“At the same time I’ve al­ways been a pretty se­ri­ous, driven per­son pro­fes­sion­ally. I like to be clear what I be­lieve in, and I want to pro­mote the val­ues that I think are im­por­tant. I think peo­ple prob­a­bly rec­og­nized that, saw that in me, when I was grow­ing up as a kid in Ch­ester County. Maybe it’s not too sur­pris­ing to some folks that I be­came the U.S. At­tor­ney.”

“But I want peo­ple to know that I’m still the same per­son who grew up in West Ch­ester and still lives there to­day.”

McSwain takes over the Philadel­phia of­fice at a time when the De­part­ment of Jus­tice is un­der scru­tiny

and not a lit­tle crit­i­cism in Wash­ing­ton by those who be­lieve that par­ti­san pol­i­tics has in­fected its de­ci­sion-mak­ing. McSwain, who first came to the of­fice in 2003, dis­puted that per­cep­tion and vowed that such con­sid­er­a­tions would not cross his door.

“There is a long, proud tra­di­tion in the De­part­ment of Jus­tice that pol­i­tics should not play any role in the de­ci­sions you make when you are en­forc­ing the law,” he said in the in­ter­view. “You have to re­spect the law, and that is a bedrock prin­ci­ple in the de­part­ment. If I were to de­fine it in lay terms, I would say that the law needs to be fairly and con­sis­tently ap­plied, and ap­plied in a non­par­ti­san man­ner. Now, that doesn’t mean that the de­part­ment just ex­ists in a vac­uum. Cer­tainly there are pri­or­i­ties that each ad­min­is­tra­tion has and the At­tor­ney Gen­eral has.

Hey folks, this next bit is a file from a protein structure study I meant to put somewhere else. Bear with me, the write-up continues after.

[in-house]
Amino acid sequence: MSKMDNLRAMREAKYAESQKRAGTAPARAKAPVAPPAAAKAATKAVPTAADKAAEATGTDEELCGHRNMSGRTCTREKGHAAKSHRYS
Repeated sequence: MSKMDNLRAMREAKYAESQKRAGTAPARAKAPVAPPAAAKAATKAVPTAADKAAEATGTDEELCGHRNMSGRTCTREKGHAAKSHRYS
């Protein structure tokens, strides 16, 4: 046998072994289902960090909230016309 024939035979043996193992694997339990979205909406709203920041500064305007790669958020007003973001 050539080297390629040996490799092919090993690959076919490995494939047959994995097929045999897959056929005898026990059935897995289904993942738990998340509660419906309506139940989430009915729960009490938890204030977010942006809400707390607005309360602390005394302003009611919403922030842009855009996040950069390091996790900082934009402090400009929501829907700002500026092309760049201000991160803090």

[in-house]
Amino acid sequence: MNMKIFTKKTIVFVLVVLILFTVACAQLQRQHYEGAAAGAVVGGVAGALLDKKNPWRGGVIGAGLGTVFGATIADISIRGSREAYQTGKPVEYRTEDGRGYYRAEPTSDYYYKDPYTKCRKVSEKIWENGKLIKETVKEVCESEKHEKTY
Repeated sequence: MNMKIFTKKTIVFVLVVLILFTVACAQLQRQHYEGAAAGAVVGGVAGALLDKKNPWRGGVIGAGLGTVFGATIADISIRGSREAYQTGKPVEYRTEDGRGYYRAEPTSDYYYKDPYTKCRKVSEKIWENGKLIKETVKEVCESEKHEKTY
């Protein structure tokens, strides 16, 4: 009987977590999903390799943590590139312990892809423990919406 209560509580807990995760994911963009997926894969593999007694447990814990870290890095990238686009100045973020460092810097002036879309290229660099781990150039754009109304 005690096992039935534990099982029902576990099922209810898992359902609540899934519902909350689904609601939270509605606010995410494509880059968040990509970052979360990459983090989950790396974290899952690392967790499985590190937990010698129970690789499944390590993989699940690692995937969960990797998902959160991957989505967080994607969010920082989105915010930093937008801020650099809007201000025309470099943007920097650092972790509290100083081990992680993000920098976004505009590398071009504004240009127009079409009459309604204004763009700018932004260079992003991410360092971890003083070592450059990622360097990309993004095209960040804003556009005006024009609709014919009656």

“Those pri­or­i­ties are com­mu­ni­cated to the field,” he con­tin­ued. “It’s not like it doesn’t mat­ter who the pres­i­dent is, or what party is in power. But within those pri­or­i­ties the un­der­ly­ing value is that the law is still go­ing to be ap­plied in a fair, con­sis­tent man­ner, where po­lit­i­cal con­sid­er­a­tions are not im­pact­ing day to day con­sid­er­a­tions on cases. That is some­thing that is a very strong deal in the DOJ and the U.S. At­tor­neys of­fices.

“When I was an as­sis­tant in the U.S. At­tor­neys Of­fice, we were sim­ply do­ing our best to keep the com­mu­nity safe and do­ing our best to en­force the law. And to hold our­selves to the high­est pos­si­ble stan­dard. That’s true to­day. There is no other con­sid­er­a­tion, that what is right, not what is politically ex­pe­di­ent.”

McSwain, 49, lives in West Ch­ester with his wife, Stephanie, whom he has known since he was in fourth grade at Mary C. Howse Ele­men­tary School. His chil­dren — sons Con­nor, Brady, and Billy, and daugh­ter Nancy — are ei­ther grad­u­ates of or stu­dents at West Ch­ester Area School District schools, and his par­ents, Hol­land and Lucy, and in-laws, Bill and Nancy Pol­lock, still live in the area.

For that, he con­sid­ers him­self lucky.

“I grew up with mid­dle class val­ues and was ed­u­cated in pub­lic schools. I am nat­u­rally a pa­tri­otic sort of per­son. I feel like my time work­ing for the govern­ment is an ex­ten­sion of what mo­ti­vated me to join the Marines, us­ing my tal­ents and ex­pe­ri­ence in a way to serve my coun­try.

“As soon as a I grad­u­ated from law school I wanted to work for the govern­ment,” he said. “I wanted to rep­re­sent the United States. I al­ways hoped I’d have the op­por­tu­nity to come back. For­tu­nately, things have worked out. I con­sider this my dream job. This is some­thing that I al­ways hoped would oc­cur. I feel very blessed to have this op­por­tu­nity.”

Wil­liam McSwain